Fun and Games
It was midway through the Fort Lauderdale International Boat Show, and I stood in the Trinity Yachts tent, waiting to tour its newly christened megayacht Mine Games. By all accounts I should've been thrilled: It was my first boat show as a PMY staffer, and I was about to visit a spectacular vessel. But, truth be told, my attitude was decidedly (and unforgivably) sub par. It had poured all day, and I—shoddy packer that I am—had spent hours ducking in and out of tents sans umbrella. As a result I was soaked, shivering, and finding it mighty difficult to muster any real enthusiasm for the task at hand. Fortunately, that all changed the minute I stepped onboard.
Built in Gulfport, Mississippi, Mine Games is the latest addition to the Trinity Yachts family. She's a 164-foot, 28-foot beam, aluminum trideck powered by twin Caterpillar 3516B HDs that, according to Trinity, give her a top speed of about 24 knots. She can accommodate 11 guests in five staterooms and handle a crew of ten in five cabins.
But above all, her owner designed Mine Games to be a convivial vessel with an atmosphere that's both formal and fun. According to Billy Smith, Trinity's vice president of sales and marketing, "She's not like some boats which have the feel of a museum. The owner wants to entertain. He wants his boat to be beautiful but also really lived in."
In his first meeting with Mine Games' interior designer, Patrick Knowles, the owner specified that he wanted her interior to have a classic, old-world feel marked by two salient characteristics: diversity of materials and attention to detail. Knowles, who imagined the highly finished main deck in lush greens and golds, succeeded on both fronts. The intricate inlays in both the main saloon and dining room feature some 15 kinds of stone and marble. Knowles also selected several types of wood for the rich raised paneling, including American cherry, maple burl, and figured bubinga. Even the textiles, from the wool and linen carpeting to a couch made with embossed mohair in the main saloon, are heterogeneous. And though they're undeniably luxurious, they look inviting, too. Then there are the stunning hand-painted murals on the overheads. Yet Knowles says his favorite decorative feature is the custom grill he designed, which covers the air conditioning vents. Its pattern is echoed in the gold-leaf paper he applied to the main deck's pilasters. It's a subtle touch, but one that really helps give the decor of the open main deck a cohesive look and feel.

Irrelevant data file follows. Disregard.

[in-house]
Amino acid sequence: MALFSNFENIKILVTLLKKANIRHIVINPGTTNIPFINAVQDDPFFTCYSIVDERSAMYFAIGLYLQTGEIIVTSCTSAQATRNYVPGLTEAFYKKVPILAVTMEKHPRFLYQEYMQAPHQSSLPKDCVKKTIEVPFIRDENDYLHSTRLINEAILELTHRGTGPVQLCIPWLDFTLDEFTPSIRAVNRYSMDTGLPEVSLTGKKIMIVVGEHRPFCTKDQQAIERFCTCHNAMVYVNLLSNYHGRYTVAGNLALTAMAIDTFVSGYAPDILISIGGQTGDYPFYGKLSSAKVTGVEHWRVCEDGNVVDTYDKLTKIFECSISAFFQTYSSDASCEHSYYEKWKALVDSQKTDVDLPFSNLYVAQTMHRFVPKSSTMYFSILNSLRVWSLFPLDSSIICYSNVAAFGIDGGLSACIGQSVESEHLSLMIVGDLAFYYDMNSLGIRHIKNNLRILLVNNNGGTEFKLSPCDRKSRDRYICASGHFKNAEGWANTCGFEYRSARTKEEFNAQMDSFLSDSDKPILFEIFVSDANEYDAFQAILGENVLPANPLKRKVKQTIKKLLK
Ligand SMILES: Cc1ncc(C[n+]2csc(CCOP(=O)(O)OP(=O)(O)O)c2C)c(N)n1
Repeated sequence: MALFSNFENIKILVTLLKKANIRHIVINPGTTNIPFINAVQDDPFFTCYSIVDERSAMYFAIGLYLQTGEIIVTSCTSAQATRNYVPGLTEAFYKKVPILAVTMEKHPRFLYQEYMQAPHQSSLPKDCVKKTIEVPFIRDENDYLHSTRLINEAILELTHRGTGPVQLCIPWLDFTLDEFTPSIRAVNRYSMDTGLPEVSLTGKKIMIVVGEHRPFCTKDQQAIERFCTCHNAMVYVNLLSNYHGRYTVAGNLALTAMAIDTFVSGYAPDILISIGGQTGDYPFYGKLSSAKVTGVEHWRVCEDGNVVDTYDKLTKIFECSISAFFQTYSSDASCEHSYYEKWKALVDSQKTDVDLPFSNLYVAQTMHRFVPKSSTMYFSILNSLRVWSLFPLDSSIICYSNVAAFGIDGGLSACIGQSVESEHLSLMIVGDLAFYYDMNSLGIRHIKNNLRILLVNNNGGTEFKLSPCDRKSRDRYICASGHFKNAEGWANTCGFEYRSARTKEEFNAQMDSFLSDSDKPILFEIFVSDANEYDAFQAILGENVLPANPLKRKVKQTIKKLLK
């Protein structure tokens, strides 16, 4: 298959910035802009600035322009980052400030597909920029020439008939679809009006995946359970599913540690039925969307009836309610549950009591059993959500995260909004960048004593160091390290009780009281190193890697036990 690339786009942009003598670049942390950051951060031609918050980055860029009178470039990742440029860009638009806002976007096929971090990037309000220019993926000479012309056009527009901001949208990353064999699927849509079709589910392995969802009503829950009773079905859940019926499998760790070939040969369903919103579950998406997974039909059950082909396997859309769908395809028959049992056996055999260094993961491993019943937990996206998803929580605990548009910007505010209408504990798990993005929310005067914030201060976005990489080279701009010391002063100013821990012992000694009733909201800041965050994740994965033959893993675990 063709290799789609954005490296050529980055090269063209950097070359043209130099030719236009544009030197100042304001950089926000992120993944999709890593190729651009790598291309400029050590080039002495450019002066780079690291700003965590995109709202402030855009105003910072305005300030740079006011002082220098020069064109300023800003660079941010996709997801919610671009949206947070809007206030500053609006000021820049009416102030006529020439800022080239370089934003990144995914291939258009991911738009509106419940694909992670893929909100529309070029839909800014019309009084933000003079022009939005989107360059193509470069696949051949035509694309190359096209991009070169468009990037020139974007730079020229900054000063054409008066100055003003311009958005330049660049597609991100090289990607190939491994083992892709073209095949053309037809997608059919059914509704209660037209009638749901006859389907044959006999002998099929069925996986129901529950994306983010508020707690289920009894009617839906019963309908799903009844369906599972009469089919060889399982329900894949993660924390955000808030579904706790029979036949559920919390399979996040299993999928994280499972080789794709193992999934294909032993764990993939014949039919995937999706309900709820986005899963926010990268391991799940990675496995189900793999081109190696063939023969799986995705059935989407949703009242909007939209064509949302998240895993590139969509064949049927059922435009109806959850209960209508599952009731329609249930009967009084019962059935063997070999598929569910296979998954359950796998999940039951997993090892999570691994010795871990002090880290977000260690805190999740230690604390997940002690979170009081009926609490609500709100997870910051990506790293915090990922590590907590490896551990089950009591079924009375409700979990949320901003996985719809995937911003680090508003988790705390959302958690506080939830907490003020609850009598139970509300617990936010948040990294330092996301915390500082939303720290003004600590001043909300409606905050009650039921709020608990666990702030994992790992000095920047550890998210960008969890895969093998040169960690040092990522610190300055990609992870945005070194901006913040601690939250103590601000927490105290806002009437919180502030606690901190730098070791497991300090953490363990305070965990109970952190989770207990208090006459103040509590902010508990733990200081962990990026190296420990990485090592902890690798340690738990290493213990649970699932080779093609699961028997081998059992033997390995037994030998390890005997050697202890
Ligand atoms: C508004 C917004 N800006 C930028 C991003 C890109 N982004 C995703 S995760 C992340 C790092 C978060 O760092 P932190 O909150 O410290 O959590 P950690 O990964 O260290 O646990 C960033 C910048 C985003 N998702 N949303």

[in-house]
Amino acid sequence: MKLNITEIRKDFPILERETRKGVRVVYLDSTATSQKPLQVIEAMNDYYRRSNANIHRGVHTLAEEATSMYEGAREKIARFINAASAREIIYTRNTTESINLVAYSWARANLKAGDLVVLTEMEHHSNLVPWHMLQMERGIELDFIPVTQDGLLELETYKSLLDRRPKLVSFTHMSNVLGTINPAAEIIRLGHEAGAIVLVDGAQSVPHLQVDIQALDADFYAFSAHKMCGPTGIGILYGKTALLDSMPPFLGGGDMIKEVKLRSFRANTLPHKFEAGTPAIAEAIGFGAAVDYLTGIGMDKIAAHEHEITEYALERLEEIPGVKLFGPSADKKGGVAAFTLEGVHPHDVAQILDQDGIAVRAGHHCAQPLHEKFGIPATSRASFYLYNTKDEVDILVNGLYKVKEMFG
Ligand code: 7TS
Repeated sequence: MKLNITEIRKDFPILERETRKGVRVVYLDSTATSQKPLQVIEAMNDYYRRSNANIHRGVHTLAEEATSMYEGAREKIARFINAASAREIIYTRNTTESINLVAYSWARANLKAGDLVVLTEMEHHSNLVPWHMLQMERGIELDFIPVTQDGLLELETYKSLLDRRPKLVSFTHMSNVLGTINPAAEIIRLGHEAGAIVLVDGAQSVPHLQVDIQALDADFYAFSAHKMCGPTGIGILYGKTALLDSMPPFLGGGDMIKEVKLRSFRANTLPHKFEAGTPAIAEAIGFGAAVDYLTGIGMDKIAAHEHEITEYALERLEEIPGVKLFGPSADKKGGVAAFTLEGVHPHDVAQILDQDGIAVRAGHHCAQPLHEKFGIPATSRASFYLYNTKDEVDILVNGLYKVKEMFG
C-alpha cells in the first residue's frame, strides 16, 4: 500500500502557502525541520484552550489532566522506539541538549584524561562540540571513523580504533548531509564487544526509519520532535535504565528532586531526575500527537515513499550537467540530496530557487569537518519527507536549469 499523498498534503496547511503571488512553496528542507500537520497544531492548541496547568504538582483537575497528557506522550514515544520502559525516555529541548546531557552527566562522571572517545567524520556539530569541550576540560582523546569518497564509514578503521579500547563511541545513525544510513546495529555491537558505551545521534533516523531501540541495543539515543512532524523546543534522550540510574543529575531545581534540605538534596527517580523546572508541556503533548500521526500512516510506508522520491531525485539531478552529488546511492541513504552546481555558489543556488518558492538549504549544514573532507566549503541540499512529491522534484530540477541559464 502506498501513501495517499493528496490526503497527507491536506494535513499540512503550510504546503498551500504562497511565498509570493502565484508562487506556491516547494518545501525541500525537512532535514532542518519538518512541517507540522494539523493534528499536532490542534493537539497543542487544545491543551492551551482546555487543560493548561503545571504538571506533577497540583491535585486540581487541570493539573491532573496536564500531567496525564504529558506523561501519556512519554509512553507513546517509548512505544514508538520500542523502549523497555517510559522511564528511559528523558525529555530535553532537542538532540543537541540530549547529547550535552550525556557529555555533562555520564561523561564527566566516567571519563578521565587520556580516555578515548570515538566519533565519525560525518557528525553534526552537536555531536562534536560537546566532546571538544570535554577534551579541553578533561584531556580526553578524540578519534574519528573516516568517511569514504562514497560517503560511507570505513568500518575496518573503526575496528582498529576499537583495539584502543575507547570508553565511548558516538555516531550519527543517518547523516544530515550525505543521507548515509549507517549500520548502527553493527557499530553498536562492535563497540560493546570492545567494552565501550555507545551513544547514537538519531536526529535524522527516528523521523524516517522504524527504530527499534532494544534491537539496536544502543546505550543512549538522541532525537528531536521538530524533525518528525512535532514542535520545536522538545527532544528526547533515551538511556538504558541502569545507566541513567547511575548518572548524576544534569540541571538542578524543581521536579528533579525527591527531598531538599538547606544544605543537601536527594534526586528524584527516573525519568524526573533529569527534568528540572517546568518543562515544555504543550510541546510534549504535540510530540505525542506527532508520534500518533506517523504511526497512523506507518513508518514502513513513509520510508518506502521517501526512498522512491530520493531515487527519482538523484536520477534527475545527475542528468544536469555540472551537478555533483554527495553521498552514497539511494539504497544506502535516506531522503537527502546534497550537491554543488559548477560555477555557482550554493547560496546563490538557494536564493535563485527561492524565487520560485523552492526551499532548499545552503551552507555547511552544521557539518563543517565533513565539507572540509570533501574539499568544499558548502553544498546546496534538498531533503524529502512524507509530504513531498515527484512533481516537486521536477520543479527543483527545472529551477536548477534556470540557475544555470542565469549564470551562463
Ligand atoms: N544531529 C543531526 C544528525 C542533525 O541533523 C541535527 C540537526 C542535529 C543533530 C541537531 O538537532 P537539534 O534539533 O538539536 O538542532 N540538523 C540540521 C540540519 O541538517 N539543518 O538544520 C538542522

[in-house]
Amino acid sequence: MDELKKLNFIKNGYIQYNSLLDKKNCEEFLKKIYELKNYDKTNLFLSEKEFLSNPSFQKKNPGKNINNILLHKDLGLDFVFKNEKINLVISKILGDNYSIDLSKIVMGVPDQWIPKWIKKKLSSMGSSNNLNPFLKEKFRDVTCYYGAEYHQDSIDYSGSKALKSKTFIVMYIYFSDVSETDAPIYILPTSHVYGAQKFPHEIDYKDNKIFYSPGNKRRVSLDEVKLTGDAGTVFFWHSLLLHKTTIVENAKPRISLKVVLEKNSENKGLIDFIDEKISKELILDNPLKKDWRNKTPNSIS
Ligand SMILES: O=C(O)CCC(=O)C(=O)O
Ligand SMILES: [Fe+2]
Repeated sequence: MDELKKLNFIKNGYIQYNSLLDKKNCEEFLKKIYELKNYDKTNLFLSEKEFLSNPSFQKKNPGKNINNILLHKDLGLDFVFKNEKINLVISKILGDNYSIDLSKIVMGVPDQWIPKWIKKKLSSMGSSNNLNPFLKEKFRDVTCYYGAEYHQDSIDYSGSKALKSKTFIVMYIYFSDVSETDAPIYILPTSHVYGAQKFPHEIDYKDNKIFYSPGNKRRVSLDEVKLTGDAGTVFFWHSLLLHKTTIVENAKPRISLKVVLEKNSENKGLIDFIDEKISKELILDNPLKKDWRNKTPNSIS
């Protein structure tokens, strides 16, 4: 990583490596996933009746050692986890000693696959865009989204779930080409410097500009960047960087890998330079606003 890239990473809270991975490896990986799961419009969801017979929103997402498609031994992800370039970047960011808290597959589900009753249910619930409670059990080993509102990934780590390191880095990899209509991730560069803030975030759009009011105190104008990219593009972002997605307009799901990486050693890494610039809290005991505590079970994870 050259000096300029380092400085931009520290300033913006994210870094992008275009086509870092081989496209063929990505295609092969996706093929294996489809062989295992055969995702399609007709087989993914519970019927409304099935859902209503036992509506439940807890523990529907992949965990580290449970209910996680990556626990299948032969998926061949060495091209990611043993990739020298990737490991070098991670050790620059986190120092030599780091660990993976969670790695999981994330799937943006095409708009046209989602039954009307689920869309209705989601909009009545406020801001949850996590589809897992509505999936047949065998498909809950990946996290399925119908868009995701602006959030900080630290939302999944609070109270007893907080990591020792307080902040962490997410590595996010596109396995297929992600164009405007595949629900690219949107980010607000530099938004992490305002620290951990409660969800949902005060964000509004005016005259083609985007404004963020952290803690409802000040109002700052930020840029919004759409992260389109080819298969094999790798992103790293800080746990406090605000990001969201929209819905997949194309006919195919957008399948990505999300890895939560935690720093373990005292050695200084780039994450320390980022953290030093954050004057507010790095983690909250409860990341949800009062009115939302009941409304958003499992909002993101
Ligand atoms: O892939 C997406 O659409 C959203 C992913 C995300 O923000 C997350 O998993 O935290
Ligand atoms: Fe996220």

This article originally appeared in the February 2008 issue of Power & Motoryacht magazine.